By Rachel Adams-Heard
“Welcome to Buena Vista: 6002 happy citizens and 3 old grouches.”
That’s the sign that greets visitors when they enter this little community nestled at the foot of the Blue Ridge. David Meisky, who moved to Buena Vista two and a half years ago, says he’s met only one of the grouches.
“I retired, and I wanted to get to some place where a traffic jam meant there were four cars waiting for the light to turn green,” said Meisky, who moved from Fairfax County.
But while the residents might have kind hearts and, until last week, an undefeated high school football team, Buena Vista’s $23 million debt serves as a reminder that the city has seen better times.
“Just in the two and a half years I’ve been here, I’ve seen a lot of things move out,” said Meisky.
Last month, the City Council tabled a request from Buena Vista Superintendent John Keeler to purchase a 69-acre tract that Keeler hoped would eventually house a combined elementary and middle school. At the meeting, Keeler emphasized what he considered an attractive price and location – $225,000 and within sight of Parry McCluer High School.
Keeler told the council that deteriorating facilities at Enderly Heights Elementary, Kling Elementary and Parry McCluer Middle School make the new land necessary.
“Ten years down the road you’re going to need it,” he said.
But council members voted unanimously to hold off for 90 days.
“Until we get a handle on that debt, one way or another, we can’t do anything else,” said Council member Larry Tolley.
Floods come, factories go
Overcoming obstacles is something Buena Vista’s residents are used to. Floods have damaged the city countless times over the years. Hurricane Camille devastated Buena Vista in 1969, and flooding from Hurricane Juan damaged the city in 1985. The most recent flood occurred in 1995.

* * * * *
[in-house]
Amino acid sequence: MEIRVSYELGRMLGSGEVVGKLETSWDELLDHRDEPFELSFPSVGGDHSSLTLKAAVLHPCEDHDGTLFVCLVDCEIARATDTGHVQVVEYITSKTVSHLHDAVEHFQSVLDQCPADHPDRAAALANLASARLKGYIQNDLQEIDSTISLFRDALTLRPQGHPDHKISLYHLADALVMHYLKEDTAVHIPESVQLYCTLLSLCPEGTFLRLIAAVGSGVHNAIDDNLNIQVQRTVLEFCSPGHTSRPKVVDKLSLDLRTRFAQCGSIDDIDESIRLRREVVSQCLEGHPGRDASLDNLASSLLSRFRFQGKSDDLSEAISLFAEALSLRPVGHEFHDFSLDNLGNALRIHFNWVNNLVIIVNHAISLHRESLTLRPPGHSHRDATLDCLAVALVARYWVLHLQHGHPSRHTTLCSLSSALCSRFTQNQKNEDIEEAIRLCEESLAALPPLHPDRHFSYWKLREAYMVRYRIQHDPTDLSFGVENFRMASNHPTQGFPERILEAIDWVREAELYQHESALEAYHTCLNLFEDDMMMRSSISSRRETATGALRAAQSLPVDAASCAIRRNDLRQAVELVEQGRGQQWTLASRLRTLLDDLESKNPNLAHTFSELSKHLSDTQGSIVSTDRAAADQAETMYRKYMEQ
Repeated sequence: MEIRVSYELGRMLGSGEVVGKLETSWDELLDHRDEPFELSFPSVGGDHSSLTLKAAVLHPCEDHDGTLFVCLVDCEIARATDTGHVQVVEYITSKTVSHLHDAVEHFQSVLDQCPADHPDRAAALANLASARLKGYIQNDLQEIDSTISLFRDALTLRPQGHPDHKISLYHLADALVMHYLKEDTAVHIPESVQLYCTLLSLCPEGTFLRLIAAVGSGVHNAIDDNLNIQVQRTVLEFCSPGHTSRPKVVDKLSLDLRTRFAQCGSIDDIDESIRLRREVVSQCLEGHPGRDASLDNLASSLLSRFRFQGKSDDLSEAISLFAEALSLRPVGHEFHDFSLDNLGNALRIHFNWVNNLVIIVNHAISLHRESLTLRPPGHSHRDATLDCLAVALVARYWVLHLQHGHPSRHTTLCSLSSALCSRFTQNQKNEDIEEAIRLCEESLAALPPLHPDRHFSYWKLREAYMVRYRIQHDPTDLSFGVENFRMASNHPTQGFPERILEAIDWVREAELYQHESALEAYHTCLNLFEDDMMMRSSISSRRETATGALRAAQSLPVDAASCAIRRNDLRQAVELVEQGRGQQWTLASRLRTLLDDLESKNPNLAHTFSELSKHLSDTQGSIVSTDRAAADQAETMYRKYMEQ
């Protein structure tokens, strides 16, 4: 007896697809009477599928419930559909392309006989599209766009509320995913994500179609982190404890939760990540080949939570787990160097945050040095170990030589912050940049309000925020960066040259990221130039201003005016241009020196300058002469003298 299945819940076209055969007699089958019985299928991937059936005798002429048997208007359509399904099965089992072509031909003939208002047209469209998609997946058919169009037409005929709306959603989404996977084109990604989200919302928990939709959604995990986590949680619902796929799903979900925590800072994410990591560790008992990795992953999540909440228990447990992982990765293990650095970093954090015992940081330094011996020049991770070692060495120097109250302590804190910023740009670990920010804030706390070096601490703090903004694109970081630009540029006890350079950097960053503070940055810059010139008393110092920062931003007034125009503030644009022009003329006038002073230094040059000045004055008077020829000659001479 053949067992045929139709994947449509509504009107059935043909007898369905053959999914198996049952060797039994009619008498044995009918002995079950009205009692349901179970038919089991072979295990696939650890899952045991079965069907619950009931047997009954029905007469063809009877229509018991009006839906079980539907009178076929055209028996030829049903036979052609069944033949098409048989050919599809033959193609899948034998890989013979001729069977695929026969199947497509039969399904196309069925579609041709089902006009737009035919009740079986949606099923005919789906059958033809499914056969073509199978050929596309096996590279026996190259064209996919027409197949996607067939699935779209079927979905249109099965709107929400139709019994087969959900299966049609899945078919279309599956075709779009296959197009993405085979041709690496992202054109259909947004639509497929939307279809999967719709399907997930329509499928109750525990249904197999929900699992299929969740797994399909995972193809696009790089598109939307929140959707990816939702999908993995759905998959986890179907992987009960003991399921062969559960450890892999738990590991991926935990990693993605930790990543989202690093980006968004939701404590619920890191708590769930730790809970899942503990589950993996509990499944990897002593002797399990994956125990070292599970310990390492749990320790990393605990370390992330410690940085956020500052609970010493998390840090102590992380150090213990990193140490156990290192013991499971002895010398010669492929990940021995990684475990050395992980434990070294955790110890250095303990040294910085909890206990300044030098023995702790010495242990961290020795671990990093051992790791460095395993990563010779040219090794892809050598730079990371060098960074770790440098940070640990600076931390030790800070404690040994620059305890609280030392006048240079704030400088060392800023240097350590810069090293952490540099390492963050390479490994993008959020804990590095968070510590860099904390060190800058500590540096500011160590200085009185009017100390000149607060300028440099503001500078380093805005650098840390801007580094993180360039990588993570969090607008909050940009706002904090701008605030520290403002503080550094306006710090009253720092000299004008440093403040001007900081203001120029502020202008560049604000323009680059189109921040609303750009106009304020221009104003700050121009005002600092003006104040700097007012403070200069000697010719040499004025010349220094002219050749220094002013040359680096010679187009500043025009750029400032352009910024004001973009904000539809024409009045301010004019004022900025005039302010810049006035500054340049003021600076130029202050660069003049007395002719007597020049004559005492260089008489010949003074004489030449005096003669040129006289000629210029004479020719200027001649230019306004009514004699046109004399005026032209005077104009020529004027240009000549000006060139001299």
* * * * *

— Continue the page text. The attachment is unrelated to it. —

Factories that employed a large portion of the city have come and gone over the years. Beginning in 1985, the city suffered a period of 18 months when it lost three manufacturers. School bus body maker Blue Bird relocated its factory from Buena Vista to Mexico. Wire manufacturer Rea Wire and textile manufacturer Reeves Brothers left shortly after. More recently, Dana Corp., which sells vehicle parts, left in 2005, and Bontex, which sells shoe insoles, left four years ago.
Now the city faces a financial crisis many say was avoidable. Lexington and Rockbridge County consolidated their high schools more than 20 years ago. But Buena Vista continued to go its own way, and replaced its own Parry McCluer High School in 2002.
When given the opportunity to join the county’s water system, Buena Vista opted for upgrading its own system instead. The new Dickinson Well is a $4.5 million project that won’t be paid off until 2032.
But nothing hit the city as hard as the golf course.
Vista Links came to Buena Vista in 2006, bringing with it hope for tourism and a wealthier demographic. But just as the city began to see that rich golfers and $300,000 homes weren’t coming to the factory town, the recession hit and turned matters from bad to worse.
“We were riding a very optimistic wave-of-development idea,” said City Manager Jay Scudder of the golf course. “But you have to take a close look at what’s here. It’s a golf course with a major Dominion [Virginia] Power line running through it in two locations . . . It has, realistically, very limited development potential.”